She’s worked there. Her kids have played there. And her husband is receiving care there. Anne Jackson’s lifelong relationship with Providence Healthcare.
It started with rhubarb. When Anne Jackson was a little girl, she loved rhubarb. If pressed, she’ll admit that a few times, she crawled “commando style” under her neighbours’ fence to steal a few stalks that she would eat in a nearby park. Fortunately, she didn’t have to do that with the Sisters, who ran what was then called The House of Providence. When Anne and her grandmother walked by on their way home, the Sisters would pull rhubarb out of their garden for them.
“We were supposed to take it home to cook it,” says Anne. “But I couldn’t wait. I’d just eat it raw on the way.”
Thus began Anne Jackson’s lifelong association with what would become Providence Healthcare. She and Providence seemed to cross paths, in all sorts of ways. Anne graduated college in 1959 and became a registered nurse. She worked at Providence Villa and Hospital for a few years. She still remembers how clean it was, and how well everyone was treated. She went on to other hospitals, returning to Providence for a couple of years as a night supervisor. During that time, she sometimes brought her baby boy Shayne with her to work.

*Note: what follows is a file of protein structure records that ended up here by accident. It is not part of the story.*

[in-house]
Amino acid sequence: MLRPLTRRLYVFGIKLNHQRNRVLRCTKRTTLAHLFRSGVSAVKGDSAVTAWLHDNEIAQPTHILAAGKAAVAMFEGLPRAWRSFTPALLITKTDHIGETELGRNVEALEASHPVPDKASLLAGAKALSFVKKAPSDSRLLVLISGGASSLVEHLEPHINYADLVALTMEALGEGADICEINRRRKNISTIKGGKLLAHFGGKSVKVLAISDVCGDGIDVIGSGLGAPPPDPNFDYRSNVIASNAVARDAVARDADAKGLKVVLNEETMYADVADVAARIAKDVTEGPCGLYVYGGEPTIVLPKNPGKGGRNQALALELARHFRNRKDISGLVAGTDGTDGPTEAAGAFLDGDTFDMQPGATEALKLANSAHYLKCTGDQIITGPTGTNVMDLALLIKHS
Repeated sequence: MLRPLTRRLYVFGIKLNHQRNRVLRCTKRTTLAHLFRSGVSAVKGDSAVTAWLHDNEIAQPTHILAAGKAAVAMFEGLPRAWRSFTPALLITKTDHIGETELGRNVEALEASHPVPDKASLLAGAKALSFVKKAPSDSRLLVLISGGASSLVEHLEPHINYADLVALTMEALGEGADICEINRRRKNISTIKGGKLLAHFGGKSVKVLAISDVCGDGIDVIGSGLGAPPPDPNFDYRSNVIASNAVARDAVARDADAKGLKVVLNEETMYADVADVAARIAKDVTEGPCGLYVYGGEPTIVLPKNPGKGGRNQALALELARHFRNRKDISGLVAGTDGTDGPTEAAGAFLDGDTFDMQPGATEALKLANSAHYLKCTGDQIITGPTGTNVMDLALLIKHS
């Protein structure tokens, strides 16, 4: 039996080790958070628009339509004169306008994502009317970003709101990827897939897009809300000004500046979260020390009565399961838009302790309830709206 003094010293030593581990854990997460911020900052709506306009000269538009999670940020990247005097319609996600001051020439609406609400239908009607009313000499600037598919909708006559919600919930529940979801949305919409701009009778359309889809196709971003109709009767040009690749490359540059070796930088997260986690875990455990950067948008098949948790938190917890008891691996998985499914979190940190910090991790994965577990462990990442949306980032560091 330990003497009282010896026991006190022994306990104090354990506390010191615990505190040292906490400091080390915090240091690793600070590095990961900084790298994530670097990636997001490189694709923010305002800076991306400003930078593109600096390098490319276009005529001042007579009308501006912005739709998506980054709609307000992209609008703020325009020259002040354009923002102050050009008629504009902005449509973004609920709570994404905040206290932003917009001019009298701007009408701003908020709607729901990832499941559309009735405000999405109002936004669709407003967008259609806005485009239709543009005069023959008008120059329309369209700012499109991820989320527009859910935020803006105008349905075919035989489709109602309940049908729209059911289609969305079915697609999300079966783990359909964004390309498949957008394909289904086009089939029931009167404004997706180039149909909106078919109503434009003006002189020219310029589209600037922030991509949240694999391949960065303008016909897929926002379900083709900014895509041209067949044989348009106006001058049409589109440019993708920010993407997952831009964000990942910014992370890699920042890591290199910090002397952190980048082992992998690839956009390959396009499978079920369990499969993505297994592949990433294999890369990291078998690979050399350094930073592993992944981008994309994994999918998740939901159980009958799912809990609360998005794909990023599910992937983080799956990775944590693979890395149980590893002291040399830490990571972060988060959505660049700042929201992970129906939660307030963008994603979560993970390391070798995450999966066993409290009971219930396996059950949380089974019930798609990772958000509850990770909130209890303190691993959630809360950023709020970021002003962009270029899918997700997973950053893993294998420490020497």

“He was only about three or four. I used to take him on rounds with me, and the residents just loved him. They could hardly wait for him to come. Sometimes he’d disappear and I’d find him in somebody’s room. They’d be giving him candy.”
In those days, Providence ran a yearly fun fair that was a big deal in the Jackson family. The kids got to wander about with $10 to spend, while Anne and her husband Les sat in the beer garden, eating hamburgers. A few years later, Shayne worked after school in the Providence kitchen, and Anne would drive him back and forth.
A couple of years ago, Les had a stroke. He is a regular now at the Providence Adult Day Program. He goes once a week in person, but also spends a lot of time on Zoom with people in the program, talking, joking about haircuts and doing a lot of laughing. Anne says the program has been a blessing, for both Les and her.
“When he’s with them, I know I don’t have to worry. He’s safe, and in good hands. And I know it’s not just a professional thing for them. They are caring for him as a person, and that means a lot.”
A lifetime of intersections has made Anne a big fan of Providence Healthcare. She is 84 now. She still teaches nursing part time, and credits Providence for what she learned at the start of her career. Anne also still loves rhubarb, and is collecting recipes for a cookbook she hopes to write. But she doesn’t steal it from her neighbours anymore.
This is #HUMANCARE.
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